Virtual school xsels in maths comp

They may study in a virtual classroom, but the talent of xsel selective students is real.

xsel, providing the world's first virtual selective classes, has been named the top secondary school in NSW and the second Australia-wide in the results of the recent two-day Mathletics Challenge.

Eight xsel students were named in the Top 100 students in Australian secondary schools with that number doubling to 16 for NSW's 100-best secondary students.

The xsel initiative allows academically gifted students in remote regions the advantages of a tailored educational program with the benefits of learning, growing up and contributing in their home community surrounded by family and friends.

Sophia Pant, of Denison College Bathurst High Campus, was ranked second in the state and 13th overall in Australia with xsel classmate, Mudgee High student, Katelyn Kurtz one place behind nationally and for NSW.

Although the xsel program is a virtual classroom of students spread across an area greater than the size of Germany, xsel Learning and Technology Officer Barbara Bannister said the success was due to team spirit.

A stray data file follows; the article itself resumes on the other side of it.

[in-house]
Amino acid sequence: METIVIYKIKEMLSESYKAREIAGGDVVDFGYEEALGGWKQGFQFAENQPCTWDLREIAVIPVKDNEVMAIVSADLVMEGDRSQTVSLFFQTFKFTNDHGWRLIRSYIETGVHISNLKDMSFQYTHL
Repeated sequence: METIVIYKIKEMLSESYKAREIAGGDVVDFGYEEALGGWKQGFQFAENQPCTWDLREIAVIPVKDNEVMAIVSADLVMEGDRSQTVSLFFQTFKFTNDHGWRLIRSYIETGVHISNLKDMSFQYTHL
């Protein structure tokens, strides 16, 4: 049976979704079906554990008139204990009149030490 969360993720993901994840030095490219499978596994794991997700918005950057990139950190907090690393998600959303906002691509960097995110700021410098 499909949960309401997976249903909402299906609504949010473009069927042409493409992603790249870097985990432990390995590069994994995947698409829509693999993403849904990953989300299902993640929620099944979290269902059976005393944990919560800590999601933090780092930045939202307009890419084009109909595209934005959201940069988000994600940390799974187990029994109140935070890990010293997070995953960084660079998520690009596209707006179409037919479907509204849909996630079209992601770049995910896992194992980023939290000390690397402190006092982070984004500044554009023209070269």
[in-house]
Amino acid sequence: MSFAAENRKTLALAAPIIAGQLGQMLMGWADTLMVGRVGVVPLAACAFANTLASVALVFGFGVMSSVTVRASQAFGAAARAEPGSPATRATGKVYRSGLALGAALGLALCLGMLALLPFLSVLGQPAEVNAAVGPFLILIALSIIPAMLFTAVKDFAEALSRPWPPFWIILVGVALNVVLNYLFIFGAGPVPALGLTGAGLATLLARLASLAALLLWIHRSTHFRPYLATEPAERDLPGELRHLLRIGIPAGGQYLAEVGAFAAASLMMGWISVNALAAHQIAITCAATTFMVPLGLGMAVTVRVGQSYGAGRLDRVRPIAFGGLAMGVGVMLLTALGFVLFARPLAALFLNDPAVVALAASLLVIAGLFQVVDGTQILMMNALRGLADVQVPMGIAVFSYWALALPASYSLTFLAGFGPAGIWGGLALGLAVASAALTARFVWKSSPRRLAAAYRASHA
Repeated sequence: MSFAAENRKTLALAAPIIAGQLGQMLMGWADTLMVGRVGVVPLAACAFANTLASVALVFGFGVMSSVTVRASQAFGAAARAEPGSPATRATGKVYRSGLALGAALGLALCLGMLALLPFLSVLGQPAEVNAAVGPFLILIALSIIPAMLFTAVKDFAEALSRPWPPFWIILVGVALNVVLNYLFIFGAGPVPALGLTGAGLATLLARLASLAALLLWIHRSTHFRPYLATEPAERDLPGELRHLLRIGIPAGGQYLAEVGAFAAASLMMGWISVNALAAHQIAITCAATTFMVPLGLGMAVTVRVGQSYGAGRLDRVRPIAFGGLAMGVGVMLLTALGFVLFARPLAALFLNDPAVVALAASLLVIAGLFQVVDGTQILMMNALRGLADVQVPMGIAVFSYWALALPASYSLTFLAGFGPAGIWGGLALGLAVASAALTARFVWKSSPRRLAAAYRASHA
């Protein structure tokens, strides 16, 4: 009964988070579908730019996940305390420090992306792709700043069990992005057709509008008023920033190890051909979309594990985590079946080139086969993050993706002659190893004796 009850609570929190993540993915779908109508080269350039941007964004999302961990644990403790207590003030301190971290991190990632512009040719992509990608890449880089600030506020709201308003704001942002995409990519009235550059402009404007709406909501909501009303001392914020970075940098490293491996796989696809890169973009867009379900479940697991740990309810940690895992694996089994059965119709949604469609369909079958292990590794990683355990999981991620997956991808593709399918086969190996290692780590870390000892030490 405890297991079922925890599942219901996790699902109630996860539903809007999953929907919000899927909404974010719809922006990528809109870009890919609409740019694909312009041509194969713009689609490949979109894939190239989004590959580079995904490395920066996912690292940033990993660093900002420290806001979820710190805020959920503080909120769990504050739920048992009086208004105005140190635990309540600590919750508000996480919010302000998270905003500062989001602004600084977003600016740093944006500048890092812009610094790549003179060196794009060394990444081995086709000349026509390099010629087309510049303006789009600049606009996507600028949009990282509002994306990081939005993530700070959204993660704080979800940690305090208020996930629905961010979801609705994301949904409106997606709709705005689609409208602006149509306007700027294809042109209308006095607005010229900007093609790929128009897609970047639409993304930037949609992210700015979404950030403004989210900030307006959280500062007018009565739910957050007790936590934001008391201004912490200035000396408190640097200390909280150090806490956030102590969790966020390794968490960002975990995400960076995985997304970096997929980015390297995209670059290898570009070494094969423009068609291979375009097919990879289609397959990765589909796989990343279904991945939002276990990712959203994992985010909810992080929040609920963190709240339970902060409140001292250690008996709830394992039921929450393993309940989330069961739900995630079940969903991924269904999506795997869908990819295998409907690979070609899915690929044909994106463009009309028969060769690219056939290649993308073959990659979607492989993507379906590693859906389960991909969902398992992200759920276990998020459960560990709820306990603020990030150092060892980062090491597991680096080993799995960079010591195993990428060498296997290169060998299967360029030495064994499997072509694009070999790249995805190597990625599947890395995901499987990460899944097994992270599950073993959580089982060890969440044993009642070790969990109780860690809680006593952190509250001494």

More than 400,000 students across Australia competed in the two-day Mathletics competition.

Much of the competition depended on responding to live questions, including a speed arithmetic challenge in which Mrs Bannister calculated xsel's highest-achieving students submitted around 20,000 correct answers in total.

Mrs Bannister said xsel's mathematics staff, located at Broken Hill High, The Henry Lawson High School, Lightning Ridge Central, Cowra High and Blayney High, were proud of the way their students tackled the competition. 

"xsel's team spirit was an obvious advantage to scoring consistently well, as a school, throughout the challenge," Mrs Bannister said. "This team spirit is a huge achievement considering our distance to each other in our virtual school.

"Once xsel entered the Hall of Fame as a school, on the first day of the challenge, we steadily moved up the ranks in all categories.

"Although we had at least a third of our xsel students enter the Hall of Fame at various stages, these students were strongly supported by their school mates who were also working hard to achieve as many points as they could during the two days."

Competing in the Mathletics Challenge represented another milestone for this program, Mrs Bannister said.

It was xsel's first virtual mathematics "excursion".  

By changing the entire xsel teaching schedule - as would happen for a normal school excursion variation of routine - the xsel students were able to participate in the national competition.


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